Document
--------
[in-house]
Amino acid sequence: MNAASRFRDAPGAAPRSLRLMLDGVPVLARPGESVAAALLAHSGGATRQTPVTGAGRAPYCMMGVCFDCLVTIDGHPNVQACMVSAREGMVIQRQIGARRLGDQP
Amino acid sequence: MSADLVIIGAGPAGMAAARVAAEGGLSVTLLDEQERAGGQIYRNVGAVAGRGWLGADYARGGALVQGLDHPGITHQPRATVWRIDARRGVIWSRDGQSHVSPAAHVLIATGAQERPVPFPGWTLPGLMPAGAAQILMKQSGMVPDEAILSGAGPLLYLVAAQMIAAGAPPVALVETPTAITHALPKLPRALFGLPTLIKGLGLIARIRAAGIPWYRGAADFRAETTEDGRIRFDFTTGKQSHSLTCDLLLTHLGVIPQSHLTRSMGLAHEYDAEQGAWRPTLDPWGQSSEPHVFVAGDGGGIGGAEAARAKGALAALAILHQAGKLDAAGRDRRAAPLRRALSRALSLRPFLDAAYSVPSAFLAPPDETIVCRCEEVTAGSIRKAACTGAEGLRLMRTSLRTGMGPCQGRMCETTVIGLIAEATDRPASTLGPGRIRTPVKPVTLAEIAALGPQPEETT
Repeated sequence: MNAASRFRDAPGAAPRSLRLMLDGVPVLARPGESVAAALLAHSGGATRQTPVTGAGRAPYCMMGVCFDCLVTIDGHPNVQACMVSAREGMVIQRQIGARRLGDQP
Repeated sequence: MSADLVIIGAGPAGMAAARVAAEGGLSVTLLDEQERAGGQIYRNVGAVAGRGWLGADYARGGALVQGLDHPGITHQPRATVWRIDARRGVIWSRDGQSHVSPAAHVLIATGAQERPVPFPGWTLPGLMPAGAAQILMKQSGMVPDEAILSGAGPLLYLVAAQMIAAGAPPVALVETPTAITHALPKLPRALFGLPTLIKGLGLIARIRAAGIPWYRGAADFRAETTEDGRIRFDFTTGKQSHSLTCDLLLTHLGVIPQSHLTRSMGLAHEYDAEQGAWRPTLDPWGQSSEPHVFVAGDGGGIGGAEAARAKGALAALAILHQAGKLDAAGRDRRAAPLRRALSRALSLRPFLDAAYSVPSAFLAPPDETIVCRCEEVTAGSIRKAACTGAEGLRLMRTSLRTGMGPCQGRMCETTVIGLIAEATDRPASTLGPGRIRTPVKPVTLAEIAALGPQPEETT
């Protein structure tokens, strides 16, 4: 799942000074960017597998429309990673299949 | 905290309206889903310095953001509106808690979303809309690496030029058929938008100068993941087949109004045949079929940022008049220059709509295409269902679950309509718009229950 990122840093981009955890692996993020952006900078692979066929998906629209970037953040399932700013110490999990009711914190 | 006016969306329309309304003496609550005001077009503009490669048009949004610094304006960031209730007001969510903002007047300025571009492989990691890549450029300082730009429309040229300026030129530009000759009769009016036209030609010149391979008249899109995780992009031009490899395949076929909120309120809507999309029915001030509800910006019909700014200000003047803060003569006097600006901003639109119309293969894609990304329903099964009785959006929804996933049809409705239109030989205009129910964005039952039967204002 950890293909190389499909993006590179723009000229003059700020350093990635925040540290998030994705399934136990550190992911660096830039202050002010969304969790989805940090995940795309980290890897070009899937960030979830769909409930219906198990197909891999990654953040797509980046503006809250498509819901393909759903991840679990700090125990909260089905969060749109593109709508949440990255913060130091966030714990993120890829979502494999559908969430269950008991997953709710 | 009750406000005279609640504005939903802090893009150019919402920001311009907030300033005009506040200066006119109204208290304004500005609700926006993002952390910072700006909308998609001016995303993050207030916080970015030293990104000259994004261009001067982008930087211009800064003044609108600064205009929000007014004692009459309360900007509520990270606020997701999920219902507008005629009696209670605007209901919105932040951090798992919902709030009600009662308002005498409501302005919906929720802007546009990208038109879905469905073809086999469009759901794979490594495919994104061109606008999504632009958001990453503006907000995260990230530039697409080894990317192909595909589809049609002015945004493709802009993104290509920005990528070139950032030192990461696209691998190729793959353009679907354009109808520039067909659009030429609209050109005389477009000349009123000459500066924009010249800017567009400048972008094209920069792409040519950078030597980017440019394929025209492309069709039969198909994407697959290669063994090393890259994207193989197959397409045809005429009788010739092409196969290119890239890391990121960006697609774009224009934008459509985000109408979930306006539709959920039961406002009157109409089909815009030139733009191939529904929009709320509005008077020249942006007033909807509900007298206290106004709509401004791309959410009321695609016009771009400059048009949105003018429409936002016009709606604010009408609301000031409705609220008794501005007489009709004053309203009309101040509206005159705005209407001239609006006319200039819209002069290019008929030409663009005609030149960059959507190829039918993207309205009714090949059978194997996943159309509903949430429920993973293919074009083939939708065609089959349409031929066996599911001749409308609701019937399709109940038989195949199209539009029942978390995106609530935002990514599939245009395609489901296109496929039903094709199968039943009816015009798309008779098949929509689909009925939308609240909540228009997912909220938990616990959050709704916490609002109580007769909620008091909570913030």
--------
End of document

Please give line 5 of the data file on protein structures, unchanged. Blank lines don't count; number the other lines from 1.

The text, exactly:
Repeated sequence: MSADLVIIGAGPAGMAAARVAAEGGLSVTLLDEQERAGGQIYRNVGAVAGRGWLGADYARGGALVQGLDHPGITHQPRATVWRIDARRGVIWSRDGQSHVSPAAHVLIATGAQERPVPFPGWTLPGLMPAGAAQILMKQSGMVPDEAILSGAGPLLYLVAAQMIAAGAPPVALVETPTAITHALPKLPRALFGLPTLIKGLGLIARIRAAGIPWYRGAADFRAETTEDGRIRFDFTTGKQSHSLTCDLLLTHLGVIPQSHLTRSMGLAHEYDAEQGAWRPTLDPWGQSSEPHVFVAGDGGGIGGAEAARAKGALAALAILHQAGKLDAAGRDRRAAPLRRALSRALSLRPFLDAAYSVPSAFLAPPDETIVCRCEEVTAGSIRKAACTGAEGLRLMRTSLRTGMGPCQGRMCETTVIGLIAEATDRPASTLGPGRIRTPVKPVTLAEIAALGPQPEETT